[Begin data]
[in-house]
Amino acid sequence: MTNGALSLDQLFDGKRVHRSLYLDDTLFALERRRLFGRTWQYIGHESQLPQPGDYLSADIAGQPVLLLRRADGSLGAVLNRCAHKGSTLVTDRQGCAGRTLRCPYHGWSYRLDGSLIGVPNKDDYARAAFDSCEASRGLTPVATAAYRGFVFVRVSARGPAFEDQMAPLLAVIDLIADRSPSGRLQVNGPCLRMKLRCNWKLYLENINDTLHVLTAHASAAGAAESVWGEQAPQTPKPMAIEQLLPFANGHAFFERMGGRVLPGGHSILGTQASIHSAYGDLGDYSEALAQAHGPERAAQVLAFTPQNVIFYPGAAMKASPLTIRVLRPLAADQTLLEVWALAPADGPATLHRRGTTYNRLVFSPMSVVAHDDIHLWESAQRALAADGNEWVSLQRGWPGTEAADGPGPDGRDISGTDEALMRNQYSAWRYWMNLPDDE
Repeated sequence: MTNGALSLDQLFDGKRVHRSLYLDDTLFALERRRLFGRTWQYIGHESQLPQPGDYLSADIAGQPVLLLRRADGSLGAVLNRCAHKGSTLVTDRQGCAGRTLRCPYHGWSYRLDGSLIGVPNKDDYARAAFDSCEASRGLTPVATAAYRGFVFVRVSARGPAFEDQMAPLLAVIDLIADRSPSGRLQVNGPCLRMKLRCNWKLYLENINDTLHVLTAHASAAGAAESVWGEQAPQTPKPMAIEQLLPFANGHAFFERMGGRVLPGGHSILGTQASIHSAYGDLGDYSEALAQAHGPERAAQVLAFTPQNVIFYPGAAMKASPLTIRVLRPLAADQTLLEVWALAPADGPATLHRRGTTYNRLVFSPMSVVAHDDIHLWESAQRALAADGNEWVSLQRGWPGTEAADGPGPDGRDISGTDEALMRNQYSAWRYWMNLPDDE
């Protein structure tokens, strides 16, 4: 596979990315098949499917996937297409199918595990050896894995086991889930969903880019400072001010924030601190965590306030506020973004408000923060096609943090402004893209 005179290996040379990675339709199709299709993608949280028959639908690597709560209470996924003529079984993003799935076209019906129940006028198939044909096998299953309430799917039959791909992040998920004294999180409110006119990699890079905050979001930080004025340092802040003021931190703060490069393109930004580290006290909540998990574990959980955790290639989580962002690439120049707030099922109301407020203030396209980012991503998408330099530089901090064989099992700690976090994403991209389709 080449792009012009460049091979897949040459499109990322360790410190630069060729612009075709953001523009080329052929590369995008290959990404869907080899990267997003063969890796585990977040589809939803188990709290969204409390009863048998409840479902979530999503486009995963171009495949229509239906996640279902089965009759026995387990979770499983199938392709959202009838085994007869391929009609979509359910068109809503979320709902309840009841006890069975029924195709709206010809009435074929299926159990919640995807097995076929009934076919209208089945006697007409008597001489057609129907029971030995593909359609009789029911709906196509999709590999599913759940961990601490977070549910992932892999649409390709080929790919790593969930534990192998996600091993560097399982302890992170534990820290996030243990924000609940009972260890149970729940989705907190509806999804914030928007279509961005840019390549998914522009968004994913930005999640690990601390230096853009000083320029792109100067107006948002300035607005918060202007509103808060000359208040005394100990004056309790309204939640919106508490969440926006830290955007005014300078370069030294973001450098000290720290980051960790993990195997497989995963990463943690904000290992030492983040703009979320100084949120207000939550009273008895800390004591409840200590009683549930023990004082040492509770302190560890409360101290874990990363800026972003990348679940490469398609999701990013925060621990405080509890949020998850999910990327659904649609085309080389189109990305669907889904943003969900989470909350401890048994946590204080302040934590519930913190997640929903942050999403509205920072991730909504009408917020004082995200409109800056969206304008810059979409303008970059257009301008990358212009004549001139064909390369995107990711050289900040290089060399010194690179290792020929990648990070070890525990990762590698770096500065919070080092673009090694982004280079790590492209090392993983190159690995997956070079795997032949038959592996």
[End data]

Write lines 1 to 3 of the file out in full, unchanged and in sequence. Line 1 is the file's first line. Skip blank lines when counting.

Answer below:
[in-house]
Amino acid sequence: MTNGALSLDQLFDGKRVHRSLYLDDTLFALERRRLFGRTWQYIGHESQLPQPGDYLSADIAGQPVLLLRRADGSLGAVLNRCAHKGSTLVTDRQGCAGRTLRCPYHGWSYRLDGSLIGVPNKDDYARAAFDSCEASRGLTPVATAAYRGFVFVRVSARGPAFEDQMAPLLAVIDLIADRSPSGRLQVNGPCLRMKLRCNWKLYLENINDTLHVLTAHASAAGAAESVWGEQAPQTPKPMAIEQLLPFANGHAFFERMGGRVLPGGHSILGTQASIHSAYGDLGDYSEALAQAHGPERAAQVLAFTPQNVIFYPGAAMKASPLTIRVLRPLAADQTLLEVWALAPADGPATLHRRGTTYNRLVFSPMSVVAHDDIHLWESAQRALAADGNEWVSLQRGWPGTEAADGPGPDGRDISGTDEALMRNQYSAWRYWMNLPDDE
Repeated sequence: MTNGALSLDQLFDGKRVHRSLYLDDTLFALERRRLFGRTWQYIGHESQLPQPGDYLSADIAGQPVLLLRRADGSLGAVLNRCAHKGSTLVTDRQGCAGRTLRCPYHGWSYRLDGSLIGVPNKDDYARAAFDSCEASRGLTPVATAAYRGFVFVRVSARGPAFEDQMAPLLAVIDLIADRSPSGRLQVNGPCLRMKLRCNWKLYLENINDTLHVLTAHASAAGAAESVWGEQAPQTPKPMAIEQLLPFANGHAFFERMGGRVLPGGHSILGTQASIHSAYGDLGDYSEALAQAHGPERAAQVLAFTPQNVIFYPGAAMKASPLTIRVLRPLAADQTLLEVWALAPADGPATLHRRGTTYNRLVFSPMSVVAHDDIHLWESAQRALAADGNEWVSLQRGWPGTEAADGPGPDGRDISGTDEALMRNQYSAWRYWMNLPDDE